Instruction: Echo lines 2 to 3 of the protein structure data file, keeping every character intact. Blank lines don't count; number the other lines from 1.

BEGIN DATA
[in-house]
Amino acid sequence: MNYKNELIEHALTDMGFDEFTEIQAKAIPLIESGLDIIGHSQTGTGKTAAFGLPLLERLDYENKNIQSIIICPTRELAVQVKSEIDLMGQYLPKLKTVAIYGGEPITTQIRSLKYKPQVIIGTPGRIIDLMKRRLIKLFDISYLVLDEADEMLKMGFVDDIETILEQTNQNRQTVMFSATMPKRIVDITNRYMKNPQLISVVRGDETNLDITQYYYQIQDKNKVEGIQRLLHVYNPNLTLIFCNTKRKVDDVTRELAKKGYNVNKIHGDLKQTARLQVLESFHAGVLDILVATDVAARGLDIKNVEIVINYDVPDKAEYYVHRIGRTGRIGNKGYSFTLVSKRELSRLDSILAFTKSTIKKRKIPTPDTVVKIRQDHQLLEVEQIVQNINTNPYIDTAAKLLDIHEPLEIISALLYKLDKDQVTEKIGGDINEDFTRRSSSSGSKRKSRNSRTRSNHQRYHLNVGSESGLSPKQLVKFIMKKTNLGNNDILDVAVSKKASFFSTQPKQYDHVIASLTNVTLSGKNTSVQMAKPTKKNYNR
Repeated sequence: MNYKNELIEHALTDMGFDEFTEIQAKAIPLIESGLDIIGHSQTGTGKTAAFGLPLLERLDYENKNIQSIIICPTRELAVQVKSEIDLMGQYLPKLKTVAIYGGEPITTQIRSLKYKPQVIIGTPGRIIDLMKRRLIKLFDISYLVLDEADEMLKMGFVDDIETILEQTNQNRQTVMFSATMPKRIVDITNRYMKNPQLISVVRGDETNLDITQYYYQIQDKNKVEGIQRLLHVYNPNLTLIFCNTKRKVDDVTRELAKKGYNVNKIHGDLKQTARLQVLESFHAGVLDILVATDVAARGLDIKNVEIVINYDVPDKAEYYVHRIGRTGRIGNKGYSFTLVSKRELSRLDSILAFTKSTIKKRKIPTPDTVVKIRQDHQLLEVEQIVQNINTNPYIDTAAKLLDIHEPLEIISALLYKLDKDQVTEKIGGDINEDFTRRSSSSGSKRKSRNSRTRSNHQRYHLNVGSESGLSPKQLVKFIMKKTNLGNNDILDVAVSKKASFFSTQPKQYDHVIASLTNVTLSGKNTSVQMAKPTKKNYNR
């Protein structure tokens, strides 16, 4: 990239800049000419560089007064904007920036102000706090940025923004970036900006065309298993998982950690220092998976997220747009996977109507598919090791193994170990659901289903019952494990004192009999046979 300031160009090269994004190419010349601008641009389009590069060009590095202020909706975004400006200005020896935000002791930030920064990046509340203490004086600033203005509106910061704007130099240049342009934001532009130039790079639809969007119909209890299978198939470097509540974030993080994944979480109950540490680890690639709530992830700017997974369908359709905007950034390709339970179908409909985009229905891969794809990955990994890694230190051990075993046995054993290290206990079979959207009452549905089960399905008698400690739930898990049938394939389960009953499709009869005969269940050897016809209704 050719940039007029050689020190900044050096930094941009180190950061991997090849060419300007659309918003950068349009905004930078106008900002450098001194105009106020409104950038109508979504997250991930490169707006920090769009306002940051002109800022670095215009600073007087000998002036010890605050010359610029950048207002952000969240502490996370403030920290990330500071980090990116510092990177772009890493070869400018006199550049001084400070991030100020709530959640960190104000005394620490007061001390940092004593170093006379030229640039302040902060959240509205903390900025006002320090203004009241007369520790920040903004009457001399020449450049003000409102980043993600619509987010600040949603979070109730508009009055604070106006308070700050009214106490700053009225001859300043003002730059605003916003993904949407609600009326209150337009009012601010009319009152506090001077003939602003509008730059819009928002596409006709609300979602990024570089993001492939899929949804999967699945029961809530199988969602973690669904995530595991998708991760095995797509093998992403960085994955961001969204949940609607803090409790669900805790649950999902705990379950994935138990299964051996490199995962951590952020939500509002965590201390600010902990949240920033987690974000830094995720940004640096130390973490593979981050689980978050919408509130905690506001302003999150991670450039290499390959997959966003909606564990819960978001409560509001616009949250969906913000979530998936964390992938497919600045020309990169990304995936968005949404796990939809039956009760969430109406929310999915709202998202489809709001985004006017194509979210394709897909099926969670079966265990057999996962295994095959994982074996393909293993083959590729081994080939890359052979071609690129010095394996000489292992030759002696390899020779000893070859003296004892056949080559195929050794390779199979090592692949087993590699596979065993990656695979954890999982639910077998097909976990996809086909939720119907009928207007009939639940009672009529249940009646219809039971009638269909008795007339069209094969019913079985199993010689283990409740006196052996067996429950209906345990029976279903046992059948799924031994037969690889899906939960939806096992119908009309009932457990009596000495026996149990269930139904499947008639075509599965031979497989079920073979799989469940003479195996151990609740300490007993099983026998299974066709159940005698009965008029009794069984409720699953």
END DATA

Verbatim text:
Amino acid sequence: MNYKNELIEHALTDMGFDEFTEIQAKAIPLIESGLDIIGHSQTGTGKTAAFGLPLLERLDYENKNIQSIIICPTRELAVQVKSEIDLMGQYLPKLKTVAIYGGEPITTQIRSLKYKPQVIIGTPGRIIDLMKRRLIKLFDISYLVLDEADEMLKMGFVDDIETILEQTNQNRQTVMFSATMPKRIVDITNRYMKNPQLISVVRGDETNLDITQYYYQIQDKNKVEGIQRLLHVYNPNLTLIFCNTKRKVDDVTRELAKKGYNVNKIHGDLKQTARLQVLESFHAGVLDILVATDVAARGLDIKNVEIVINYDVPDKAEYYVHRIGRTGRIGNKGYSFTLVSKRELSRLDSILAFTKSTIKKRKIPTPDTVVKIRQDHQLLEVEQIVQNINTNPYIDTAAKLLDIHEPLEIISALLYKLDKDQVTEKIGGDINEDFTRRSSSSGSKRKSRNSRTRSNHQRYHLNVGSESGLSPKQLVKFIMKKTNLGNNDILDVAVSKKASFFSTQPKQYDHVIASLTNVTLSGKNTSVQMAKPTKKNYNR
Repeated sequence: MNYKNELIEHALTDMGFDEFTEIQAKAIPLIESGLDIIGHSQTGTGKTAAFGLPLLERLDYENKNIQSIIICPTRELAVQVKSEIDLMGQYLPKLKTVAIYGGEPITTQIRSLKYKPQVIIGTPGRIIDLMKRRLIKLFDISYLVLDEADEMLKMGFVDDIETILEQTNQNRQTVMFSATMPKRIVDITNRYMKNPQLISVVRGDETNLDITQYYYQIQDKNKVEGIQRLLHVYNPNLTLIFCNTKRKVDDVTRELAKKGYNVNKIHGDLKQTARLQVLESFHAGVLDILVATDVAARGLDIKNVEIVINYDVPDKAEYYVHRIGRTGRIGNKGYSFTLVSKRELSRLDSILAFTKSTIKKRKIPTPDTVVKIRQDHQLLEVEQIVQNINTNPYIDTAAKLLDIHEPLEIISALLYKLDKDQVTEKIGGDINEDFTRRSSSSGSKRKSRNSRTRSNHQRYHLNVGSESGLSPKQLVKFIMKKTNLGNNDILDVAVSKKASFFSTQPKQYDHVIASLTNVTLSGKNTSVQMAKPTKKNYNR